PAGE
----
FEA Consulting Part 5: Generating Results

Figure 1: Displacement results for our concrete slab simulation.  The slab is supported in the center by a square column, and on the sides by a theoretical wall.

Time now for the last in our blog series on FEA.  I’ve previously discussed how to set up CAD for FEAhow to mesh that CAD model and the different types of analysis that FEA programs can run.  The next step in the process is generating results from the FEA simulation, like the displacement illustration in Figure 1.  These are fantastic tools for generating useful reports, and are also very useful in helping an FEA consultant or engineer check the accuracy of the own results.

As a reminder, for an example I’ve been using a recent project we worked on involving punching shear in reinforced concrete.  We were examining the effectiveness of reinforcing a column-supported concrete slab against the possibility of that column punching through the concrete.

Results generation

Figure 2: Some of Autodesk™ Simulation’s results options

After iteratively solving partial differential equations for displacement, stress and strain in every finite element, the FEA program retains the final values for these parameters at every element.  These values can be used to calculate a wide variety of different stress and strain results, depending on the type of scenario the engineer is evaluating and the kind of results they’re looking for.  These include common parameters like the von Mises stress, maximum and minimum principle stresses, engineering strain, or overall displacement or displacement in a specific X, Y or Z direction, as shown in the toolbar in Figure 2.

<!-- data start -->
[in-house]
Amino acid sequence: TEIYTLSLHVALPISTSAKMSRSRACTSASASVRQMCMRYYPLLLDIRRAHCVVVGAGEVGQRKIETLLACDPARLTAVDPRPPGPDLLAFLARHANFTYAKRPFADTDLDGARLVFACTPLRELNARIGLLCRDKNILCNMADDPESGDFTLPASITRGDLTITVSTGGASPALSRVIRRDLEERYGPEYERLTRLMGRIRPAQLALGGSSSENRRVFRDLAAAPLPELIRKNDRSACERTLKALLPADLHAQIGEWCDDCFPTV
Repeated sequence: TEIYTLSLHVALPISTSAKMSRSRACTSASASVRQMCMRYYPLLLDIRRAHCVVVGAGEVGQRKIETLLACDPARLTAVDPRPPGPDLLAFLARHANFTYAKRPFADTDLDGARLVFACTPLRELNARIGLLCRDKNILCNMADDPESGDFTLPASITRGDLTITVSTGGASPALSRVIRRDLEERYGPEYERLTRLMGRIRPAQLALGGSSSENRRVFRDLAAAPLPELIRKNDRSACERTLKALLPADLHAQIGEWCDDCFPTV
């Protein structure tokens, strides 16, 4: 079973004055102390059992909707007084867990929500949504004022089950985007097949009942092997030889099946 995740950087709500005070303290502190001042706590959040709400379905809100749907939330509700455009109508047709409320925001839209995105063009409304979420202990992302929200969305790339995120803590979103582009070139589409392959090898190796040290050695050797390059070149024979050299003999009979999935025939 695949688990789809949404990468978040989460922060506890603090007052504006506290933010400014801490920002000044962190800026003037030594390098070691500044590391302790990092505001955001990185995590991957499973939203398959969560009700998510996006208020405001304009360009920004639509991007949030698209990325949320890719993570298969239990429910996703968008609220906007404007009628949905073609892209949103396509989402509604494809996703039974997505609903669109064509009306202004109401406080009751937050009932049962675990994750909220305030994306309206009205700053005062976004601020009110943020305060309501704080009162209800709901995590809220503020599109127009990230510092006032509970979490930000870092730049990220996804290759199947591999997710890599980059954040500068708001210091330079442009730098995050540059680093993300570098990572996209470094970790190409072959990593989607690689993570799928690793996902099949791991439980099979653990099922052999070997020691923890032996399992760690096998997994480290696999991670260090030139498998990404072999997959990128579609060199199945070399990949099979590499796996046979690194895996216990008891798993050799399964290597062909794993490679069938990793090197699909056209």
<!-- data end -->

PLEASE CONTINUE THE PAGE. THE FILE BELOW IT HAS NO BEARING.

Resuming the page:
Results Display

Figure 3: Some of Autodesk™ Simulation’s graphing options

FEA programs can output any of the above in a few different useful formats.  For numerical purposes, that output might be a simple spreadsheet showing the values at selected nodes, or a line graph showing the change in stress values over an area (shown in Figure 3).  In the scenarios involving physical deformation and movement, the FEA program can warp and twist the CAD model as a physical sample would under the same loads; often this has to be scaled up, since deformations are usually small compared to the actual size of the part.

Our concrete slab, for instance, had a maximum displacement of about 1 mm in the worst case scenario; this obviously wouldn’t be visible if it was kept to the same scale as the 6 meter-long sides.  Figure 4 shows the shear stress on our concrete slab, shown side-on, with the displacement scaled up by a factor of five.  The column is supporting the concrete slab at the bottom left corner, and with the displacement scaled up it is easy to see how this will be the most troublesome spot in the model.

Figure 4: Shear Stress, with displacement scaled up by a factor of 5x